Start with a Self Survey

The Home Energy Survey Checklist can help a homeowner begin the diagnostic process and prioritize repairs and upgrades. The DIY approach can uncover problems for quick fixes or that require further investigation. Inspect the items on the list and make notes about problems. The following list can serve as a guide to tackling problem areas and prioritizing repairs and upgrades

☐ Gaps and ceilings—anywhere that two different building materials meet

☐ Insulation around electrical outlets and switch plates. Turn off power to an electrical outlet or switch, use a power tester to double-check no current is flowing to the outlet, remove the cover plate, and probe around the opened outlet with a stick or screwdriver; resistance indicates the presence of insulation.

☐ Windows and doors—rattling indicates an air leak source

☐ Fireplace flue

☐Cellar door and attic hatch (hatch should have the same insulation as the attic floor).

☐ Wall- and window-mounted air conditioners

☐ Drafts through mail slots and pet doors

☐ Exhaust fans and hoods, dryer vents

☐ Foundation seals, siding, mortar between bricks (especially building corners)

☐ Worn or improperly installed caulking and weather stripping

☐ Storm windows installed

☐ Vapor barrier underneath the installation

☐ Attic vents (should not be blocked by insulation)

☐ Wrapping on water heater, hot water pipes, and furnace ducts

☐ Replacement of furnace air filters

☐ Ducts and seams (dirt streaks indicate leakage)

☐ Lighting (replace incandescent bulbs with LED bulbs)

☐ Schedule annual HVAC inspections

☐ Gaps or settling in wall insulation

☐ Blockages in rain gutters and downspouts

 
hersindex horz.jpg

The Energy Audit

The simplest and quickest diagnostic method the professionals use is a walk-through energy survey, sometimes called a clipboard audit, simple assessment, screening, or preliminary audit. It doesn’t include any diagnostic testing. They mainly look for symptoms or concentrates on a particular issue such as comfort or health.  ( Less than a hour)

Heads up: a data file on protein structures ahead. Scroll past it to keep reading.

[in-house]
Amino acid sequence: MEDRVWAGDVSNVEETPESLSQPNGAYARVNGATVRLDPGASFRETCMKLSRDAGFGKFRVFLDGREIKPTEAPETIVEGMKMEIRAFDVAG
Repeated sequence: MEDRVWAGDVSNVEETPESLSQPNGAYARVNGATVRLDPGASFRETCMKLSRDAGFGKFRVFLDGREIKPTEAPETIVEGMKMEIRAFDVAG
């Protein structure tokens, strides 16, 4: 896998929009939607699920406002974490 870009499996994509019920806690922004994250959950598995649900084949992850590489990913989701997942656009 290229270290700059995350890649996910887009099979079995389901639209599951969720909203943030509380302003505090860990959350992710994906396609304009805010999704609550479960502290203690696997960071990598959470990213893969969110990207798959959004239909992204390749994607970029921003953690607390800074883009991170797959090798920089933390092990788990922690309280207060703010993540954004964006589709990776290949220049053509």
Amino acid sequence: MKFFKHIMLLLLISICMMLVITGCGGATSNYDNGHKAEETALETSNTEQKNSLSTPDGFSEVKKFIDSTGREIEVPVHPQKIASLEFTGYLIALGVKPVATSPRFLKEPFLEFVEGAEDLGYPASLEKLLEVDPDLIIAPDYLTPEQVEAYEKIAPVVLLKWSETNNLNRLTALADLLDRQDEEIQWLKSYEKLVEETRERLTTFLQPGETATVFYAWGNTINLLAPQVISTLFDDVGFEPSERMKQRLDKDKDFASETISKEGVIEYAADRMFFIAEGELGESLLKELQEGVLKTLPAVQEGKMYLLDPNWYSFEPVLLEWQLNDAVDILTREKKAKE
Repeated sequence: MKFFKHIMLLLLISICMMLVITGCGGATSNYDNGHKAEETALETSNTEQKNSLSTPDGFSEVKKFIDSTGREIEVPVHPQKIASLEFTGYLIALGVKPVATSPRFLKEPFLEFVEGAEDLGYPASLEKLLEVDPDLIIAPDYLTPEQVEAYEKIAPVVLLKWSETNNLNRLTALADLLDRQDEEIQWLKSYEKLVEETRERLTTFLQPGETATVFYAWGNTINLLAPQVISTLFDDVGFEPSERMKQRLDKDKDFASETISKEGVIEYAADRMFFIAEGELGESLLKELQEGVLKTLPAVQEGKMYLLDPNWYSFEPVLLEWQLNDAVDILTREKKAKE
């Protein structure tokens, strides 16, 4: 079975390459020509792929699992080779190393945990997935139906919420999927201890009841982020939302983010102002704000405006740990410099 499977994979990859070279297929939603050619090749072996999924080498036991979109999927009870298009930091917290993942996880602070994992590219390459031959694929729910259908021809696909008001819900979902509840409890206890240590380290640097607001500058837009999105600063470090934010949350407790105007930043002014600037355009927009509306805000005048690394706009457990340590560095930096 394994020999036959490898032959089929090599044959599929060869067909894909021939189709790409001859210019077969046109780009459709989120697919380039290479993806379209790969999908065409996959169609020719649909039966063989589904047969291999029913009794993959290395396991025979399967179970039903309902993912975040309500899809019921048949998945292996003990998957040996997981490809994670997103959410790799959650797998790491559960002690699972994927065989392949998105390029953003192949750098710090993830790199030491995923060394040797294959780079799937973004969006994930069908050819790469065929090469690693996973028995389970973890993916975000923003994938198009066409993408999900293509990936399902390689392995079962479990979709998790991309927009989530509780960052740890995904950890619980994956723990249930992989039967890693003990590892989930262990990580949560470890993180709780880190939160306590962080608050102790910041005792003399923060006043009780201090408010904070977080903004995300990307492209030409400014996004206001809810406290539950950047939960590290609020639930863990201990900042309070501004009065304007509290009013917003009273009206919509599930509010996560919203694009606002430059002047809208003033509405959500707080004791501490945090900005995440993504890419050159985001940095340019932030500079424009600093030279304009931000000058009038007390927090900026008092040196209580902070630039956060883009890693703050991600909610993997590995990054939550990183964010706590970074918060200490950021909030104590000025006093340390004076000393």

During the Survey Process the evaluator does a visual inspection of:

  • Building envelope—walls, windows, doors, and insulation

  • Ducts

  • HVAC system components

  • Appliance types, characteristics, and ages

  • Lighting characteristics

  • Moisture indicators

  • Comfort and health issues (drafts as well as cold and hot spots)

  • Review of monthly or annual utility bills​

The evaluation report may include items such as:

  • Recommendations for improving energy efficiency

  • Solutions to specific problems

  • Low-cost and DIY fixes and corrective measures

  • Quick cost estimates

  • Simple payback period analysis

  • Recommendations for a more detailed audit

  • Available utility programs and incentives

In order to get the most benefit, a homeowner should prepare the following information:

  • A list of existing problem areas, such as drafty rooms

  • Copies of utility bills or a summary (utility companies can usually provide a report)

  • Age of HVAC systems and appliances

  • Information about occupants’ behavior: anyone home during the day or during working hours, how many people reside in the home

  • Average thermostat settings for summer and winter, daytime, and evenings

  • Rooms and additional spaces that are used or unused, such as an attic or basement

Home energy rating_edited.png

Performance testing

A more technical level of analysis can be accomplished with performance testing. This level of assessment is sometimes called a performance audit. The assessor conducts a range of performance tests. They will prepare a written evaluation report including energy usage, weak points to be improved and recommendations for cost saving measures. (3-4 hours long)

 
  • Air leaks in the building envelope

  • Air-flow distribution through registers and vents

  • Pressure between rooms and between conditioned and unconditioned spaces such as attics

  • Leakages from HVAC ducts

  • Insulation effectiveness: heat-loss factor through ceiling, walls, windows, floors, and foundation

  • Moisture levels in the air and building components

  • Energy consumption and intermittent loads of appliances

  • Potential combustion safety issues such as back drafts

  • Recommendations for improvements

  • Conservation measures

  • Established ratings such as the Home Energy Rating System® (HERS®) and DOE Home Energy Score

  • Cost-benefit analysis and projected payback times for recommended improvements

  • Recommendations to contractors who can perform the work to specification

Expect an assessor to come in and perform a blower-door test and/or a Duct-blaster. The first gauges how much air leaves the home to detect how airtight the building is. The latter uses the registers and vents which are temporarily sealed in order to pressurize the system. They will usually add a thermographic Scanning which detects temperature differences as the other tests are performed.


Can typically expect two scores administered after.

One through The residential energy services Network (RESNET) which provides a Home energy rating system to show the overall energy performance of a home and is most often required for any Energy efficient mortgages or qualifying for an energy star Certification. The other is the Home Energy Score program that the DOE administers through a network of partners. Utilities, state agencies, local governments. It is most useful for energy related home improvements. Providing before and after documentation to show how the energy efficiency improved.